NORTH AUGUSTA, S.C. -- Each summer the recruiting trail reveals talent we've never seen, talent that's evolved and progressed, and young talent on which it's worth keeping a watchful eye. While Nike Nationals annually offers up some of the best teams and competition, by the end of the month most of the promising athletes on their rosters have been evaluated. This year's edition offered some stepped-up performances by several known players as well as many impressive showings in the first-year junior division. Here are just a few who were still taking their game to another level at the close of the evaluation period.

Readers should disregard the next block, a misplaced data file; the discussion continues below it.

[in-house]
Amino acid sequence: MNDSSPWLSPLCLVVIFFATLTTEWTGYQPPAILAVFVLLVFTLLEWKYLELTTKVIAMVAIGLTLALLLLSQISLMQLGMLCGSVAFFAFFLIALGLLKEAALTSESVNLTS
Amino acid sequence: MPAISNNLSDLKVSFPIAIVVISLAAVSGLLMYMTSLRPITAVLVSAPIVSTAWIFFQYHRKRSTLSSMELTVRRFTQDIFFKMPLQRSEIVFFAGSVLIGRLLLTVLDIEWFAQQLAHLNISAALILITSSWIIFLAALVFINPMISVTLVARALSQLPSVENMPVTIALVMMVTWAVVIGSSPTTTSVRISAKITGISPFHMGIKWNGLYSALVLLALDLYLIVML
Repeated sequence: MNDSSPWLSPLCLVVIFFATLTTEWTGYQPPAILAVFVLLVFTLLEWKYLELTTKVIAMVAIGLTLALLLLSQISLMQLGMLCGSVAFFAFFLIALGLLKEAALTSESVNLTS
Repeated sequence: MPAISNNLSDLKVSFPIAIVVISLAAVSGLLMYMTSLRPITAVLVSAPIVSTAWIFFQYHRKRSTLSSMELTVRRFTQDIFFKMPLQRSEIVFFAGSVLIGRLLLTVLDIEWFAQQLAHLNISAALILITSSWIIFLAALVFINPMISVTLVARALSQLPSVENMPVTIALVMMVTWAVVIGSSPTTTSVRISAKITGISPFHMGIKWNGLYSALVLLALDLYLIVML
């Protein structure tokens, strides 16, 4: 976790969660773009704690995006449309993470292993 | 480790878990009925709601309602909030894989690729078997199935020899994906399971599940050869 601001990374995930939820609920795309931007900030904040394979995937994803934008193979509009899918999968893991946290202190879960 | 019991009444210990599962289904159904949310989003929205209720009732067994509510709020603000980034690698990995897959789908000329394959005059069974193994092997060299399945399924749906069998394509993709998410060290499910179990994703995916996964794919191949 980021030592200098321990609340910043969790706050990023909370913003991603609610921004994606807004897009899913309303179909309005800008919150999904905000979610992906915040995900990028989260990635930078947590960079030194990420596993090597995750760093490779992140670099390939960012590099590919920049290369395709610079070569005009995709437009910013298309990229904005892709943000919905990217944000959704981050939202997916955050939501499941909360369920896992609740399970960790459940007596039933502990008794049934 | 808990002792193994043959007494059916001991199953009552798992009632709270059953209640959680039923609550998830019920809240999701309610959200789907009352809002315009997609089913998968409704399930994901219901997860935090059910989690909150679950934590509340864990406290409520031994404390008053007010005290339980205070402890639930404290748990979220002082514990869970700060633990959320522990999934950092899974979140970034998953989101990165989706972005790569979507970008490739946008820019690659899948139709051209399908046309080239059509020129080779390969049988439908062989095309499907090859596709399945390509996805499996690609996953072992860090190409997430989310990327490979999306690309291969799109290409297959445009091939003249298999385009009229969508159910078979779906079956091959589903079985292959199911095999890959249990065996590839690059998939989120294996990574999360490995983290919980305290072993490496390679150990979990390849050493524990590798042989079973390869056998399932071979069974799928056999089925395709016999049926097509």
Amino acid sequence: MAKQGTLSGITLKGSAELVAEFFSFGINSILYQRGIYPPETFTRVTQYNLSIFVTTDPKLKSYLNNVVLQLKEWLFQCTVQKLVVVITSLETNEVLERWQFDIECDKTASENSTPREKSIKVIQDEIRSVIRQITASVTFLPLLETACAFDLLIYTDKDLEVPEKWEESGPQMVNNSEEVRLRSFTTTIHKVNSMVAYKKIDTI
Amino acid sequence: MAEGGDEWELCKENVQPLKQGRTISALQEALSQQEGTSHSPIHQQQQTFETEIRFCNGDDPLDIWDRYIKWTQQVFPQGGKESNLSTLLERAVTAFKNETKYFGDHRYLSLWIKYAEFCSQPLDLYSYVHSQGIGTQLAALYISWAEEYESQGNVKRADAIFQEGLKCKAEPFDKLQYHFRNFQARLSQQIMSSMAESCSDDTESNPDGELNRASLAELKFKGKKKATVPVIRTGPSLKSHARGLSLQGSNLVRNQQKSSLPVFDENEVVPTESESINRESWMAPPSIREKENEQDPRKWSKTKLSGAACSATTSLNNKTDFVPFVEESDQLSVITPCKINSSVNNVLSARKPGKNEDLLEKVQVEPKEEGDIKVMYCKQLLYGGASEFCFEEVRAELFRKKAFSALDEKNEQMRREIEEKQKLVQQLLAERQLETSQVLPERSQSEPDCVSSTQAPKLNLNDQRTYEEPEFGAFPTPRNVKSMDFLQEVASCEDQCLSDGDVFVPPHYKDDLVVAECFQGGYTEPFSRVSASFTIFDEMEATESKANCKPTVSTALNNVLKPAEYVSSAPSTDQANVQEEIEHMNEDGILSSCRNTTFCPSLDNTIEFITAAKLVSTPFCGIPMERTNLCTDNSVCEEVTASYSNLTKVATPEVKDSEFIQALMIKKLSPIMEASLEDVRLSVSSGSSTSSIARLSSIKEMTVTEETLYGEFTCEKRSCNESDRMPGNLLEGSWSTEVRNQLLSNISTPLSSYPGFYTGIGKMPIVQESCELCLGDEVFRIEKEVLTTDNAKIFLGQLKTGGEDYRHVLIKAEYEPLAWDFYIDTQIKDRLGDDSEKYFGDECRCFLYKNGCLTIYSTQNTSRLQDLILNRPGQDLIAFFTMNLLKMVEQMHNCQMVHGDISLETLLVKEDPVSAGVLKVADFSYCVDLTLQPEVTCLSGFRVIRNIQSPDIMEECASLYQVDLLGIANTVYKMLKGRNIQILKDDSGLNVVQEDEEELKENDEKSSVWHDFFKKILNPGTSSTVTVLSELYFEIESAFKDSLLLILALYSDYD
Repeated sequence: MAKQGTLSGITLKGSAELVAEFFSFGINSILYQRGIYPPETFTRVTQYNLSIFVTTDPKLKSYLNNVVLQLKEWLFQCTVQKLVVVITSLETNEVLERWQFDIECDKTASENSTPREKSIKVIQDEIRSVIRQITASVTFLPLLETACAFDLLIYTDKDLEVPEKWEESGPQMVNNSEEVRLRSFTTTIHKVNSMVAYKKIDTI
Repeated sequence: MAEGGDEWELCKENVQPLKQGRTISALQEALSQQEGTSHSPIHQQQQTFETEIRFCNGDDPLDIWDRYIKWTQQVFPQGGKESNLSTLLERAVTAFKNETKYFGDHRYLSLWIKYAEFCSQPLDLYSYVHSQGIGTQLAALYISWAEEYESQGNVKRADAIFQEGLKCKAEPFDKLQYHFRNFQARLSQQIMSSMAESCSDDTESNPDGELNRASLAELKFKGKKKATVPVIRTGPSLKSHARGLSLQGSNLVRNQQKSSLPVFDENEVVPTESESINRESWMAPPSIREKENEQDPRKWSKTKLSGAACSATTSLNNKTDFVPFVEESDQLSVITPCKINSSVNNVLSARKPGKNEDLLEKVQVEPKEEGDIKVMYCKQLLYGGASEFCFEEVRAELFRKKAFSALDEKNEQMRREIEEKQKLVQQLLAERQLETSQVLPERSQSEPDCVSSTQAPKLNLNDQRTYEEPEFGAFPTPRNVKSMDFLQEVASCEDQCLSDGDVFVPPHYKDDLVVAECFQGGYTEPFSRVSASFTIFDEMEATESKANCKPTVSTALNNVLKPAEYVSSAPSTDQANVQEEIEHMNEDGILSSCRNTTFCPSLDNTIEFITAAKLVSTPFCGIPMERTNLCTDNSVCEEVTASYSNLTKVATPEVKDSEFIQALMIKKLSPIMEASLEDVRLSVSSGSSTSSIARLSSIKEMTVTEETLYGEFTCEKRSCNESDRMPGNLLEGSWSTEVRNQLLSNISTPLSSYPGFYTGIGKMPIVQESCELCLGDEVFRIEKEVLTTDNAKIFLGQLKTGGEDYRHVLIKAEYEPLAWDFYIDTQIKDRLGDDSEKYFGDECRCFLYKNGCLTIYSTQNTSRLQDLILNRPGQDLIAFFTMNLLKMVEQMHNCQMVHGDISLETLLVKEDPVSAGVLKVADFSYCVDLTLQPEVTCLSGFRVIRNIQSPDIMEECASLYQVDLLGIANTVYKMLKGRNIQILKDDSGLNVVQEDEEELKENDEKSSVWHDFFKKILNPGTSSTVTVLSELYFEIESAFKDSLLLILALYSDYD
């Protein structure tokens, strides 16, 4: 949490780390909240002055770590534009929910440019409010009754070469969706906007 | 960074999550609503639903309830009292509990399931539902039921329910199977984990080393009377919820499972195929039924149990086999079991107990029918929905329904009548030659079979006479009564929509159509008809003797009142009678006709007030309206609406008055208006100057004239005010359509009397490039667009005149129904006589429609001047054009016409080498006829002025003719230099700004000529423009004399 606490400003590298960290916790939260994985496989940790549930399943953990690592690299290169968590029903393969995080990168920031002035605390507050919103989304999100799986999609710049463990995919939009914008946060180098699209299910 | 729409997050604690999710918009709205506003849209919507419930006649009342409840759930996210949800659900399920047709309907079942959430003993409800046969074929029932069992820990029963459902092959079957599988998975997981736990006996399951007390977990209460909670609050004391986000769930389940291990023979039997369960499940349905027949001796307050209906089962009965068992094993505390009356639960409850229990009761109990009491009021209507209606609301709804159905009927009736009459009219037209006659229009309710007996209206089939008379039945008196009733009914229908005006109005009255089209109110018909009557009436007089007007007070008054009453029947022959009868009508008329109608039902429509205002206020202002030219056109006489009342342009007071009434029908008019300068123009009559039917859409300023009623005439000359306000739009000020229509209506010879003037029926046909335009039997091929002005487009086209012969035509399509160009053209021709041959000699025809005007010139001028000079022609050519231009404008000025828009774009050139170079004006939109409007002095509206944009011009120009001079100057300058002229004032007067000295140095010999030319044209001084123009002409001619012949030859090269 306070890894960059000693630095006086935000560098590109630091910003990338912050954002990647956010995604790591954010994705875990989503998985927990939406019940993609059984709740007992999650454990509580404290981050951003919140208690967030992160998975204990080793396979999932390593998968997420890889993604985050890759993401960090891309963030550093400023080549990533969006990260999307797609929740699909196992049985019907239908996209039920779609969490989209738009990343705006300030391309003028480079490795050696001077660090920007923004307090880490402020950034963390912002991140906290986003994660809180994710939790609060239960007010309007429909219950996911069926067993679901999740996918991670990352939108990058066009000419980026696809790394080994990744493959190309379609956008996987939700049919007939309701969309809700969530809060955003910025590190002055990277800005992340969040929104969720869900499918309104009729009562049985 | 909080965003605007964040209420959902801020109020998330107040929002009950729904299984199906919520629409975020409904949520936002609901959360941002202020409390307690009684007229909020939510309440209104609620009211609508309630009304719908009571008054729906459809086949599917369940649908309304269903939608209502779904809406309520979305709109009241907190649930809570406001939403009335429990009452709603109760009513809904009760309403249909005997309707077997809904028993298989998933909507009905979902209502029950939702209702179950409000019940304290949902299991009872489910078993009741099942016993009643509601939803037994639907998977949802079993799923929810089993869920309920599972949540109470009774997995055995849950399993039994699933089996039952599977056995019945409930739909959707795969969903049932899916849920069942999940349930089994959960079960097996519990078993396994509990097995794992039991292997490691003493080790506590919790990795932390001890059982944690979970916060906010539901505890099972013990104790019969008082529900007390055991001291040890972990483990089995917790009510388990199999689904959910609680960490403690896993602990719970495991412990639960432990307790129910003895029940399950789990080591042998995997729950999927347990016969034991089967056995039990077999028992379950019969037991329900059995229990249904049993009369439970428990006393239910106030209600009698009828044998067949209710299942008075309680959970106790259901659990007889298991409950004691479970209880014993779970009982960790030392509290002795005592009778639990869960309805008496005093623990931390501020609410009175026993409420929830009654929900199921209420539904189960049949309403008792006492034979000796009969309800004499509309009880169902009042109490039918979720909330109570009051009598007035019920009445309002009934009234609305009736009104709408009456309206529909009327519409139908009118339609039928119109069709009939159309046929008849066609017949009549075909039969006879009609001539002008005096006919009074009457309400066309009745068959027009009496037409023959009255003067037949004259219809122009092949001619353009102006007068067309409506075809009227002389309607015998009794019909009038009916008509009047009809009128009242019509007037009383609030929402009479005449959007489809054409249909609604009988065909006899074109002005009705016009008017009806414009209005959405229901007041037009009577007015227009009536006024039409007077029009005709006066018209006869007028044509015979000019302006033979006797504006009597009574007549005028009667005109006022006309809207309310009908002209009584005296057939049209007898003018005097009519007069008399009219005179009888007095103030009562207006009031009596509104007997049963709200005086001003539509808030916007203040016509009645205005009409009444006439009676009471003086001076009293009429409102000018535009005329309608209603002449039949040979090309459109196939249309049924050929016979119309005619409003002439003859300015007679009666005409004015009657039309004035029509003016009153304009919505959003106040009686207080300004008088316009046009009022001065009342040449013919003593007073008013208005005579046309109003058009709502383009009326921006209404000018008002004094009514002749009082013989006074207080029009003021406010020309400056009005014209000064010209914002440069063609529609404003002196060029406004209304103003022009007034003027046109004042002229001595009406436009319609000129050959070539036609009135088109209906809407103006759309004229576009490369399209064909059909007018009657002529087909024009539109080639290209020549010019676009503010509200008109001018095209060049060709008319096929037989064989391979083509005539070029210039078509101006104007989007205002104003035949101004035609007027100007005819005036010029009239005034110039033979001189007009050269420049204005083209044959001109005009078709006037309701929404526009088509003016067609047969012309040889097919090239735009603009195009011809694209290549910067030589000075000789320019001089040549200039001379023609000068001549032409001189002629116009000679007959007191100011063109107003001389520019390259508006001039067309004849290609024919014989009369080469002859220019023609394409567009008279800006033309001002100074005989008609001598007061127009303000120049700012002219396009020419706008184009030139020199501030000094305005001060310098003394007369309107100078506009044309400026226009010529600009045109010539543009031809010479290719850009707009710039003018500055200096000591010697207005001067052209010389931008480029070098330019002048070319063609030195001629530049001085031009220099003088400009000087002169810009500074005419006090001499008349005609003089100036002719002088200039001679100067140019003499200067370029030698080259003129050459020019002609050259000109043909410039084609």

Rachel Banham, North Tartan: This 5-foot-7 point guard from Lakeville, Minn., impressed coaches and evaluators early in the summer and continued to do so all the way through North Tartan's loss during the quarterfinals in North Augusta. The Minnesota-bound standout demonstrated a college-level maturity to her play and a court presence that should have the Gopher faithful excited about her decision to stay home for her college career. With the ball in her hands she is strong and aggressive in creating both opportunities for herself as well as her teammates. She utilizes both a change in speed and direction that continually gets defenders out of their stance and leaves them trying to recover and calling for help. In the paint her body control and patience allows her make good decisions on either the pass or the shot. She constantly is on the attack, which gets her to the line time and again and forces opponents to give thought to zone defenses as an answer. Her form and range make her a legitimate 3-point threat but it's her pull up off the dribble that is most impressive. Banham shoots off the dribble from the distance that most guards only think of spotting up and her impressive elevation gives her a good look at any shot she takes. Defensively she's active and physical on the ball and anticipates well with good vision on the weakside. Had she and her teammates advanced, Banham was a strong candidate for the most outstanding player of the event.